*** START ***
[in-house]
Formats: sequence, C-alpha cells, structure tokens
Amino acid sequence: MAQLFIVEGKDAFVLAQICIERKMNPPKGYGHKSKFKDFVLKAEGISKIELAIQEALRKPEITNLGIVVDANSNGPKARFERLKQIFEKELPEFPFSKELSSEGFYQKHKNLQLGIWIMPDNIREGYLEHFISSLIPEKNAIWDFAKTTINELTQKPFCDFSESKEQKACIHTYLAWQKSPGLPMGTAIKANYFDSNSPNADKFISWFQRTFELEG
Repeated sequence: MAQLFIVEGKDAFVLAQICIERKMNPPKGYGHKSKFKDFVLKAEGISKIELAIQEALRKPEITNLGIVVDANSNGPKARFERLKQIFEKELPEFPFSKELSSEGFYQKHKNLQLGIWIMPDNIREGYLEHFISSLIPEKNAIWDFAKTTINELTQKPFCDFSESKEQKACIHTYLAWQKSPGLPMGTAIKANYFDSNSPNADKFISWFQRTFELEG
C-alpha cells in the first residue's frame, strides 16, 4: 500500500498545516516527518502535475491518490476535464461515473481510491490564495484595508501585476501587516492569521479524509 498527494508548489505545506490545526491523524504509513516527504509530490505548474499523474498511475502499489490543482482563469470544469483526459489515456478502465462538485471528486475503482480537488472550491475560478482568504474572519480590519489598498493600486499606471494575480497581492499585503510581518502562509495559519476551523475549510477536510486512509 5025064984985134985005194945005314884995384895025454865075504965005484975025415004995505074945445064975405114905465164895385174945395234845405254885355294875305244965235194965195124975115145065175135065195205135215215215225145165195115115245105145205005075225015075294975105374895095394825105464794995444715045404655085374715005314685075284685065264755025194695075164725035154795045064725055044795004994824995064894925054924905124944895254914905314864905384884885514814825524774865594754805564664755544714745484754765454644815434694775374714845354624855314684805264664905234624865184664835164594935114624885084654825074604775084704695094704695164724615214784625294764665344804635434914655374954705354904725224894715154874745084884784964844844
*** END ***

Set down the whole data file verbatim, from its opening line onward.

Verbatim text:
[in-house]
Formats: sequence, C-alpha cells, structure tokens
Amino acid sequence: MAQLFIVEGKDAFVLAQICIERKMNPPKGYGHKSKFKDFVLKAEGISKIELAIQEALRKPEITNLGIVVDANSNGPKARFERLKQIFEKELPEFPFSKELSSEGFYQKHKNLQLGIWIMPDNIREGYLEHFISSLIPEKNAIWDFAKTTINELTQKPFCDFSESKEQKACIHTYLAWQKSPGLPMGTAIKANYFDSNSPNADKFISWFQRTFELEG
Repeated sequence: MAQLFIVEGKDAFVLAQICIERKMNPPKGYGHKSKFKDFVLKAEGISKIELAIQEALRKPEITNLGIVVDANSNGPKARFERLKQIFEKELPEFPFSKELSSEGFYQKHKNLQLGIWIMPDNIREGYLEHFISSLIPEKNAIWDFAKTTINELTQKPFCDFSESKEQKACIHTYLAWQKSPGLPMGTAIKANYFDSNSPNADKFISWFQRTFELEG
C-alpha cells in the first residue's frame, strides 16, 4: 500500500498545516516527518502535475491518490476535464461515473481510491490564495484595508501585476501587516492569521479524509 498527494508548489505545506490545526491523524504509513516527504509530490505548474499523474498511475502499489490543482482563469470544469483526459489515456478502465462538485471528486475503482480537488472550491475560478482568504474572519480590519489598498493600486499606471494575480497581492499585503510581518502562509495559519476551523475549510477536510486512509 5025064984985134985005194945005314884995384895025454865075504965005484975025415004995505074945445064975405114905465164895385174945395234845405254885355294875305244965235194965195124975115145065175135065195205135215215215225145165195115115245105145205005075225015075294975105374895095394825105464794995444715045404655085374715005314685075284685065264755025194695075164725035154795045064725055044795004994824995064894925054924905124944895254914905314864905384884885514814825524774865594754805564664755544714745484754765454644815434694775374714845354624855314684805264664905234624865184664835164594935114624885084654825074604775084704695094704695164724615214784625294764665344804635434914655374954705354904725224894715154874745084884784964844844